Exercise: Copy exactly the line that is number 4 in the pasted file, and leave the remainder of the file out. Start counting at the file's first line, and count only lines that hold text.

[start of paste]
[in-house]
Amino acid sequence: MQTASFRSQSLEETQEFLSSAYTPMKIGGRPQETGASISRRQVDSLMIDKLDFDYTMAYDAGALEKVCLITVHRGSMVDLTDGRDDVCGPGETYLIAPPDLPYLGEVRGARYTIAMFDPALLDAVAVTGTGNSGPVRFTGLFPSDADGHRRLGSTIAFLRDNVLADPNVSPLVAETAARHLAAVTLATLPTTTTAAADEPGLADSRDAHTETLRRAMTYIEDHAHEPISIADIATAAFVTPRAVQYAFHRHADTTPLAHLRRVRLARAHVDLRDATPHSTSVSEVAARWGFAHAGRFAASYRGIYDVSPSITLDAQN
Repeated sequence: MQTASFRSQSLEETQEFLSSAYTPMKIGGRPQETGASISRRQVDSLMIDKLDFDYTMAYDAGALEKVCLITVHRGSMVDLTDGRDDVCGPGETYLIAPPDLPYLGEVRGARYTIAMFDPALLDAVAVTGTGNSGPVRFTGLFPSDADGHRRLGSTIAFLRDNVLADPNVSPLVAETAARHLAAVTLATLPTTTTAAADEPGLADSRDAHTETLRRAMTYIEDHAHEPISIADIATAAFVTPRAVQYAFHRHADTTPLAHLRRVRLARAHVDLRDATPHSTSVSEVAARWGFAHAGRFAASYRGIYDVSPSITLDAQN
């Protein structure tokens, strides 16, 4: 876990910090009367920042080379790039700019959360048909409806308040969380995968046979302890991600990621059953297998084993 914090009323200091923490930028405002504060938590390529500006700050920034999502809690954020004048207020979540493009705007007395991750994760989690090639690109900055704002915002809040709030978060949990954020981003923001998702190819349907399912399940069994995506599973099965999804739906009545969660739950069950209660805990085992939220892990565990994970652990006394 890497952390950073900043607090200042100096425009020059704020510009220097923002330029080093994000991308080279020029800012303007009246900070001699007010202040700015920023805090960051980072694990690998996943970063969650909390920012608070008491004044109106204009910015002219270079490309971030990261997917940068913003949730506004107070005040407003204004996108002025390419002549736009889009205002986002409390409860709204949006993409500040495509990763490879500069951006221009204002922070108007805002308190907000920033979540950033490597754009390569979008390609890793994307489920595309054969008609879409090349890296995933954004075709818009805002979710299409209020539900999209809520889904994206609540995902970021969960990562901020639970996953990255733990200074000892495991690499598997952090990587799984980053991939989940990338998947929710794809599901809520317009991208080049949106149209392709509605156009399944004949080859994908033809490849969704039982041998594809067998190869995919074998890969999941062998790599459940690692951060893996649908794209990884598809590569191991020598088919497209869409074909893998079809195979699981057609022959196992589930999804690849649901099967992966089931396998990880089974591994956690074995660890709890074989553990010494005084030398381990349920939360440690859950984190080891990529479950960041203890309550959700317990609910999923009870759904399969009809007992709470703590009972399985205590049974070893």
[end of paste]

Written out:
């Protein structure tokens, strides 16, 4: 876990910090009367920042080379790039700019959360048909409806308040969380995968046979302890991600990621059953297998084993 914090009323200091923490930028405002504060938590390529500006700050920034999502809690954020004048207020979540493009705007007395991750994760989690090639690109900055704002915002809040709030978060949990954020981003923001998702190819349907399912399940069994995506599973099965999804739906009545969660739950069950209660805990085992939220892990565990994970652990006394 890497952390950073900043607090200042100096425009020059704020510009220097923002330029080093994000991308080279020029800012303007009246900070001699007010202040700015920023805090960051980072694990690998996943970063969650909390920012608070008491004044109106204009910015002219270079490309971030990261997917940068913003949730506004107070005040407003204004996108002025390419002549736009889009205002986002409390409860709204949006993409500040495509990763490879500069951006221009204002922070108007805002308190907000920033979540950033490597754009390569979008390609890793994307489920595309054969008609879409090349890296995933954004075709818009805002979710299409209020539900999209809520889904994206609540995902970021969960990562901020639970996953990255733990200074000892495991690499598997952090990587799984980053991939989940990338998947929710794809599901809520317009991208080049949106149209392709509605156009399944004949080859994908033809490849969704039982041998594809067998190869995919074998890969999941062998790599459940690692951060893996649908794209990884598809590569191991020598088919497209869409074909893998079809195979699981057609022959196992589930999804690849649901099967992966089931396998990880089974591994956690074995660890709890074989553990010494005084030398381990349920939360440690859950984190080891990529479950960041203890309550959700317990609910999923009870759904399969009809007992709470703590009972399985205590049974070893």